Carr MH, White JW, Saarman EM, Lubchenco J, Milligan K, Caselle JE. 2019. Marine Protected Areas exemplify the evolution of science and policy. Oceanography 32:94-103. Special Issue on PISCO: Partnership for Interdisciplinary Study of Coastal Oceans

Easter EE, Adreani MS, Hamilton SL, Steele MS, Pang S, White JW. 2020. Influence of protogynous sex change on recovery of fish populations within marine protected areas. Ecological Applications, in press. DOI 10.1002/eap.2070

Botsford LW, White JW, Carr MH, Caselle JE. 2014. Marine protected areas in California, USA. In: Advances in Marine Biology: Marine Managed Areas and Fisheries, vol. 69. (Johnson ML and Sandell J, eds.). Elsevier, Oxford, UK, pp 203-249

White JW, Botsford LW, Hastings A, Baskett ML, Kaplan DM, Barnett LAK. 2013. Transient responses of fished populations to marine reserve establishment. Conservation Letters 6: 180-191

Supplemental information for the poster presented by Kerry Nickols at the Feb 2020 Ocean Sciences Meeting in San Diego, CA.

Link to poster

Summary

We use age- and size-structured population models to understand how fished populations respond to protection inside marine protected areas (MPAs). One generally expects population sizes to increase once fishing stops, but time lags due to demographics and year-to-year variation in larval recruitment can delay those increases. We present several examples of how population models can set expectations for detectable increases in fished populations will be detectable (and when they may never be detectable).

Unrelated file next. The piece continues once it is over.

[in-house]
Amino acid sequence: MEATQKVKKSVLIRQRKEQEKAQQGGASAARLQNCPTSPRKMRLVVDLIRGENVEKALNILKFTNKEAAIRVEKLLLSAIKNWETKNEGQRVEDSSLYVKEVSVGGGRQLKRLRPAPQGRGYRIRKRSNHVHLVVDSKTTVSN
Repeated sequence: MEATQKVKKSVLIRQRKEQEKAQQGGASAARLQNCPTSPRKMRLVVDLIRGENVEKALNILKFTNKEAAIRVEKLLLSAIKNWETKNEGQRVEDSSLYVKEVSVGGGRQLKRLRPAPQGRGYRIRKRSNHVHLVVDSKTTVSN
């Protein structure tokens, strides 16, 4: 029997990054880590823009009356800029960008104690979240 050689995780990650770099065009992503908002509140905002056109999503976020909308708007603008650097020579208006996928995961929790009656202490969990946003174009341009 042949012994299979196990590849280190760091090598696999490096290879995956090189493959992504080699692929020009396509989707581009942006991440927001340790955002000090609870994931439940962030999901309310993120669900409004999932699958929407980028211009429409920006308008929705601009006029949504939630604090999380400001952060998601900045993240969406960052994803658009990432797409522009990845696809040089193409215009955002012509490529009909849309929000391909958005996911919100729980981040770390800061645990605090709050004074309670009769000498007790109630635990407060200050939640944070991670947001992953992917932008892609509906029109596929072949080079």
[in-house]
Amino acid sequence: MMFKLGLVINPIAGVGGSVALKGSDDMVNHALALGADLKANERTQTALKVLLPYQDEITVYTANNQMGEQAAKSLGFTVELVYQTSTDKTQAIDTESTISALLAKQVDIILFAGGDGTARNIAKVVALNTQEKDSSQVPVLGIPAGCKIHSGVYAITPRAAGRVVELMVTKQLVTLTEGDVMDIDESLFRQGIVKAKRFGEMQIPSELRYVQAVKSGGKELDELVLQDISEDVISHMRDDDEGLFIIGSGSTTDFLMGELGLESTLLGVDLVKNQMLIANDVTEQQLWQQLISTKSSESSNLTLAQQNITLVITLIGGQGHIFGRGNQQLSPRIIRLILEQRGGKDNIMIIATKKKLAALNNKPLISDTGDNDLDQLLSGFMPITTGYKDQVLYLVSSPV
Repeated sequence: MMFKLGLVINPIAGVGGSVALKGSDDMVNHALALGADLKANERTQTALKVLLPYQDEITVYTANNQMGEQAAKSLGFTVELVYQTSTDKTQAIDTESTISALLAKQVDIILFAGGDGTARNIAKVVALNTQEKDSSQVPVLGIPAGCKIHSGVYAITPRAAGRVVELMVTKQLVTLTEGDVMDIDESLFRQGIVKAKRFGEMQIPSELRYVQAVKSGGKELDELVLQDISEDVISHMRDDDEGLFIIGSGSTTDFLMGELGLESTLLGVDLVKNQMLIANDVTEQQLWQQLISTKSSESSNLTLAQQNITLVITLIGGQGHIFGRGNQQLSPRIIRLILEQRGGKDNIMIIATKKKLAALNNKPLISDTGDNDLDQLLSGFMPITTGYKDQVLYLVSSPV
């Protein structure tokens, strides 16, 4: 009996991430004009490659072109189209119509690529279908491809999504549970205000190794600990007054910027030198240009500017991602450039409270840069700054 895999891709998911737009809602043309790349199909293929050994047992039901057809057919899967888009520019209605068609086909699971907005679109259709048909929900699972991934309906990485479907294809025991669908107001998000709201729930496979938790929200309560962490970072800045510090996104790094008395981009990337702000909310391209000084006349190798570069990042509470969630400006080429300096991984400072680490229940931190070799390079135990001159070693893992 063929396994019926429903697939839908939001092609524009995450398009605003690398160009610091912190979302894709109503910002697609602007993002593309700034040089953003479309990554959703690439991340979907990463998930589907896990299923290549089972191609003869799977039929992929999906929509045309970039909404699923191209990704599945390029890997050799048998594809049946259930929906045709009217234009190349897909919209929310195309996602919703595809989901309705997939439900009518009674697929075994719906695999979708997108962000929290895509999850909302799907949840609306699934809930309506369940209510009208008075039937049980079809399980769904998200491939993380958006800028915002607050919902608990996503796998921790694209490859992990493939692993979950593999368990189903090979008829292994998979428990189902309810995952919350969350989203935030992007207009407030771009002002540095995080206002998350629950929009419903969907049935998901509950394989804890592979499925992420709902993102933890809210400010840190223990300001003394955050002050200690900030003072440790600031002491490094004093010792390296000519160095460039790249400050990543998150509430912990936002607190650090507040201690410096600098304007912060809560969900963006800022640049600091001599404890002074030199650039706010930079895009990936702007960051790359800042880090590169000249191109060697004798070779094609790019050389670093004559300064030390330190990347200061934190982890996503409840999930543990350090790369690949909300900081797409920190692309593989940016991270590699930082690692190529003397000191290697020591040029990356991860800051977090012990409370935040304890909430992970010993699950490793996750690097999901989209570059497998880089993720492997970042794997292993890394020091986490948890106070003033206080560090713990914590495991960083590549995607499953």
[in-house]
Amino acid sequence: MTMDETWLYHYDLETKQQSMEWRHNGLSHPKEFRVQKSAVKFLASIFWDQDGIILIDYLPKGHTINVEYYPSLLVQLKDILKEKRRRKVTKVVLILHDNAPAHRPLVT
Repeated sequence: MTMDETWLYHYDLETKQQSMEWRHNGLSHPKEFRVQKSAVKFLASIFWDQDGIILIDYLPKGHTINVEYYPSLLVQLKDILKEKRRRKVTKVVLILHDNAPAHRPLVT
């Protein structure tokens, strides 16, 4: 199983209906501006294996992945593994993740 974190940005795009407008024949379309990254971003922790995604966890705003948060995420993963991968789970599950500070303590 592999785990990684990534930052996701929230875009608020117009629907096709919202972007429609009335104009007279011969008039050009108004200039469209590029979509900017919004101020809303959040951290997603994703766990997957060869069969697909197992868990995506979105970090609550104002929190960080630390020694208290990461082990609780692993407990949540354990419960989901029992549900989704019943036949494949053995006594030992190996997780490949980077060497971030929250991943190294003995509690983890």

Follow us on Twitter! @kj_nickols @j_wilson_white

Related papers

Nickols KJ, White JW, Malone D, Carr MH, Starr RM, Baskett ML, Hastings A, Botsford LW. 2019. Setting expectations for adaptive management of marine protected areas. Journal of Applied Ecology 56: 2376-2385

Kaplan KA, Yamane L, Botsford LW, Baskett ML, Hastings A, Worden S, White JW. 2019. Setting expected timelines of fished population recovery for the adaptive management of a marine protected area network. Ecological Applications 29: e01949

White JW, Nickols KJ, Malone D, Carr MH, Starr RM, Cordoleani F, Baskett ML, Hastings A, Botsford LW. 2016. Methods for fitting state-space integral projection models to size-structured time series data to estimate unknown parameters. Ecological Applications 26: 2675-2692